Physical-Biological Coupling in Southern Lake Michigan: Influence of Episodic Sediment Resuspension on Phytoplankton

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Marine Science


The influence of episodic, sediment resuspension on phytoplankton abundance/volume and composition, the photosynthetic maximum rate (P(max)(B)) and efficiency (alpha(B)), and chlorophyll-specific growth (mu(Chl)) was evaluated during the spring isothermal period in southern Lake Michigan (Laurentian Great Lakes, USA). Resuspension altered the nutrient and light climate of nearshore waters; light attenuation (K(d)) and phosphorus concentrations corresponded (p less than or equal to 0.0001 and p less than or equal to 0.001, respectively) with concentrations of suspended particulate matter (SPM). Phytoplankton cell volume and diatom cell abundance and volume were not associated with SPM concentrations (p > 0.05). Diatom composition displayed spatial dissimilarities corresponding with resuspension (p less than or equal to 0.001); small centric diatoms exhibiting meroplanktonic life histories and pennate diatoms considered benthic in origin were most abundant within SPM-impacted, nearshore waters whereas taxa typically comprising assemblages in optically-clear, offshore waters and the basin- wide, spring bloom were not. Values of P(max)(B) and alpha(B) corresponded (p less than or equal to 0.0001) with both K(d) coefficients and SPM concentrations, potentially reflecting increased light harvesting/utilization within impacted assemblages. However, integral production was inversely associated with K(d) coefficients and SPM concentrations (p < 0.0001) and photosynthesis was light- limited (or nearly so) for most assemblages. Although mu(Chl) values corresponded with K(d) coefficients (p <= 0.05), values were quite low (<(x)over bar> +/- S. E., 0.10 +/- 0.004 d(-1)) throughout the study. Most likely, distinct rate processes between SPM- and non-impacted assemblages reflected short-term compositional (and corresponding physiological) variations due to infusion of meroplankton and/or tributary-derived phytoplankton. Overall, resuspension appears to have little, if any, long-term impact upon the structure and function of the lake's phytoplankton.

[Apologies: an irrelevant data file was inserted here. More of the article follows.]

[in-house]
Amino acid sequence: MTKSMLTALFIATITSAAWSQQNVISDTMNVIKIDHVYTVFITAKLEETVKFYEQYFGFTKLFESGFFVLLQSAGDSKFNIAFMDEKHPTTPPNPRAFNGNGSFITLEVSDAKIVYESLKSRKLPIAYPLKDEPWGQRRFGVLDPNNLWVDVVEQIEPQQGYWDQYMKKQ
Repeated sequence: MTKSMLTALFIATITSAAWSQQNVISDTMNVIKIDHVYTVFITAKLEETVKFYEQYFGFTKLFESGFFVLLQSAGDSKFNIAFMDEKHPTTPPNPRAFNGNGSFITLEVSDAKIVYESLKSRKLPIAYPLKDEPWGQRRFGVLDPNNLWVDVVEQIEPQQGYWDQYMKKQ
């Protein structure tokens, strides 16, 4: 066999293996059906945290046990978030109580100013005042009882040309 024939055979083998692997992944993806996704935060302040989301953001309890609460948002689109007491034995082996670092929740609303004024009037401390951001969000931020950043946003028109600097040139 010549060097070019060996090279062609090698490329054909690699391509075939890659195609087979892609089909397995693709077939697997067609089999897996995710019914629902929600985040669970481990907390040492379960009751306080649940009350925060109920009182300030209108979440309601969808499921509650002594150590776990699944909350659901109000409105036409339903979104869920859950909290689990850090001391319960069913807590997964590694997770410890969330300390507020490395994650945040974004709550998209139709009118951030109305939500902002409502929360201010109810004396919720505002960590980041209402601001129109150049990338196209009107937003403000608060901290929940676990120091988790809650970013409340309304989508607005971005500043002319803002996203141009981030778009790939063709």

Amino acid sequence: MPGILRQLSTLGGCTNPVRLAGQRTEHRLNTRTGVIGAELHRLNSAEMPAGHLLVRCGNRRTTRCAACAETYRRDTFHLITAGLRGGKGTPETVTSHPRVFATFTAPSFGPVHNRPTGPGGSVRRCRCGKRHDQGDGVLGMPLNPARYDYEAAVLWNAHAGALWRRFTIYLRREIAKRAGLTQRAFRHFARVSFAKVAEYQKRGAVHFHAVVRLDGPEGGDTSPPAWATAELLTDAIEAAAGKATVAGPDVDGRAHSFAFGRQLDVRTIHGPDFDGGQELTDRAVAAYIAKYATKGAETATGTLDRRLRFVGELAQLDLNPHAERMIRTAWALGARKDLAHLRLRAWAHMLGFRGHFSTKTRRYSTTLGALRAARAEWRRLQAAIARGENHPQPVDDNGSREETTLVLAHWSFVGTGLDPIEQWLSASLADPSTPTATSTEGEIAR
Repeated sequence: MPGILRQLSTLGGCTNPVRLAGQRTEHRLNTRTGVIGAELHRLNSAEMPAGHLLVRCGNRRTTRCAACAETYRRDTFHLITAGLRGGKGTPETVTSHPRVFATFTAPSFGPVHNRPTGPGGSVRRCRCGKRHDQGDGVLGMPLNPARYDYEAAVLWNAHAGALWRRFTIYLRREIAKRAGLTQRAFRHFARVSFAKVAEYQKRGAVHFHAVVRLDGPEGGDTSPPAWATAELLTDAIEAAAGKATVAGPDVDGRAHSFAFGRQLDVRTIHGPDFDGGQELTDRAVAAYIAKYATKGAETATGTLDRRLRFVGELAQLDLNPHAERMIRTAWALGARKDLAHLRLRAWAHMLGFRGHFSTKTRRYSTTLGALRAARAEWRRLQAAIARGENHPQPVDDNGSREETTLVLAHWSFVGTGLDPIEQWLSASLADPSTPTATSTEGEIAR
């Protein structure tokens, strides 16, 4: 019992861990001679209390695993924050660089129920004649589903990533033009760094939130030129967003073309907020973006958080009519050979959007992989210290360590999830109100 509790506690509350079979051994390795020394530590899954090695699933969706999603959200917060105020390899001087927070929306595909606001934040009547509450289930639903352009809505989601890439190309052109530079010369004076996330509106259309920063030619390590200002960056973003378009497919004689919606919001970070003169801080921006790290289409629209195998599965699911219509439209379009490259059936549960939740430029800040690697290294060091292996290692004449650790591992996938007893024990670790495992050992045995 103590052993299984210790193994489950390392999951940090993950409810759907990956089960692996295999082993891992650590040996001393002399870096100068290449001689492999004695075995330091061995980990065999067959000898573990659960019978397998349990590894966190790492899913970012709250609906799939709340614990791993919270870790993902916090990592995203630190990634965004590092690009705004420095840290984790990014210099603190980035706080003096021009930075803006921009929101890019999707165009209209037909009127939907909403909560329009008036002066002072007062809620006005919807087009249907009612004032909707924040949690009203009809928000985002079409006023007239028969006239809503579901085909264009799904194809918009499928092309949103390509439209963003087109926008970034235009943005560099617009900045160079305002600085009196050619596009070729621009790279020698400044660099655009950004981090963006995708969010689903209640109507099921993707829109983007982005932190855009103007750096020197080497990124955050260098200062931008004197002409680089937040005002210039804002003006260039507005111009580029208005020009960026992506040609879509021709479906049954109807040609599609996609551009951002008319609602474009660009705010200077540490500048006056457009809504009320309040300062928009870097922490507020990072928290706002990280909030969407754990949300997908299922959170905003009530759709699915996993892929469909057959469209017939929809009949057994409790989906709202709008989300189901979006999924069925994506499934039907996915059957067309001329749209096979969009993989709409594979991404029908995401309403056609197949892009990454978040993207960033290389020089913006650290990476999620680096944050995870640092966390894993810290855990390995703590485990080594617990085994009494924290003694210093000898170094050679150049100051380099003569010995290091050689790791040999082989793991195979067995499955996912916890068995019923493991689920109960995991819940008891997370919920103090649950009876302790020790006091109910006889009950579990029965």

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Aquatic Ecology





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